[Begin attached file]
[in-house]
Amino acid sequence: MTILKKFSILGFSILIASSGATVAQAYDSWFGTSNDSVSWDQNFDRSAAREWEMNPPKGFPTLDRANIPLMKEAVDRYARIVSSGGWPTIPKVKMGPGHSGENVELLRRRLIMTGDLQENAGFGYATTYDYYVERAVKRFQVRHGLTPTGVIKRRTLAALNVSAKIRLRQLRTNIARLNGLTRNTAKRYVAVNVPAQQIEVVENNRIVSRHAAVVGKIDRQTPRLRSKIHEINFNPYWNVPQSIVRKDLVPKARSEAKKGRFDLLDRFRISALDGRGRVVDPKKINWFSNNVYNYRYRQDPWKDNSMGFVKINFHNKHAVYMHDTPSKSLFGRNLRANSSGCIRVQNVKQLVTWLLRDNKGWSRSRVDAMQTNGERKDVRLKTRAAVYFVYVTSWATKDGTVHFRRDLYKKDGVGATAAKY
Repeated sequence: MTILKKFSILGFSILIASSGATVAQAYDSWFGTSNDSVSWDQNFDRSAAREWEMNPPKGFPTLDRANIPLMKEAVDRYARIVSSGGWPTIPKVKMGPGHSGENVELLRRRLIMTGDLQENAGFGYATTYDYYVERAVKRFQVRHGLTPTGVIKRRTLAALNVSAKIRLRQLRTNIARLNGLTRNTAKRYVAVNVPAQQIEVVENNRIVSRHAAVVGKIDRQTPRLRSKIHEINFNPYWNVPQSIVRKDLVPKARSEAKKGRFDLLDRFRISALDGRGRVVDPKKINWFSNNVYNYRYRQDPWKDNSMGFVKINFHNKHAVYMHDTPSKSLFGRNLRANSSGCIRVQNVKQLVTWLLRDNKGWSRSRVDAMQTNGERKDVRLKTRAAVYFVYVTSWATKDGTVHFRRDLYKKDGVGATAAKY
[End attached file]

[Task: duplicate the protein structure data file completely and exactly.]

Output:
[in-house]
Amino acid sequence: MTILKKFSILGFSILIASSGATVAQAYDSWFGTSNDSVSWDQNFDRSAAREWEMNPPKGFPTLDRANIPLMKEAVDRYARIVSSGGWPTIPKVKMGPGHSGENVELLRRRLIMTGDLQENAGFGYATTYDYYVERAVKRFQVRHGLTPTGVIKRRTLAALNVSAKIRLRQLRTNIARLNGLTRNTAKRYVAVNVPAQQIEVVENNRIVSRHAAVVGKIDRQTPRLRSKIHEINFNPYWNVPQSIVRKDLVPKARSEAKKGRFDLLDRFRISALDGRGRVVDPKKINWFSNNVYNYRYRQDPWKDNSMGFVKINFHNKHAVYMHDTPSKSLFGRNLRANSSGCIRVQNVKQLVTWLLRDNKGWSRSRVDAMQTNGERKDVRLKTRAAVYFVYVTSWATKDGTVHFRRDLYKKDGVGATAAKY
Repeated sequence: MTILKKFSILGFSILIASSGATVAQAYDSWFGTSNDSVSWDQNFDRSAAREWEMNPPKGFPTLDRANIPLMKEAVDRYARIVSSGGWPTIPKVKMGPGHSGENVELLRRRLIMTGDLQENAGFGYATTYDYYVERAVKRFQVRHGLTPTGVIKRRTLAALNVSAKIRLRQLRTNIARLNGLTRNTAKRYVAVNVPAQQIEVVENNRIVSRHAAVVGKIDRQTPRLRSKIHEINFNPYWNVPQSIVRKDLVPKARSEAKKGRFDLLDRFRISALDGRGRVVDPKKINWFSNNVYNYRYRQDPWKDNSMGFVKINFHNKHAVYMHDTPSKSLFGRNLRANSSGCIRVQNVKQLVTWLLRDNKGWSRSRVDAMQTNGERKDVRLKTRAAVYFVYVTSWATKDGTVHFRRDLYKKDGVGATAAKY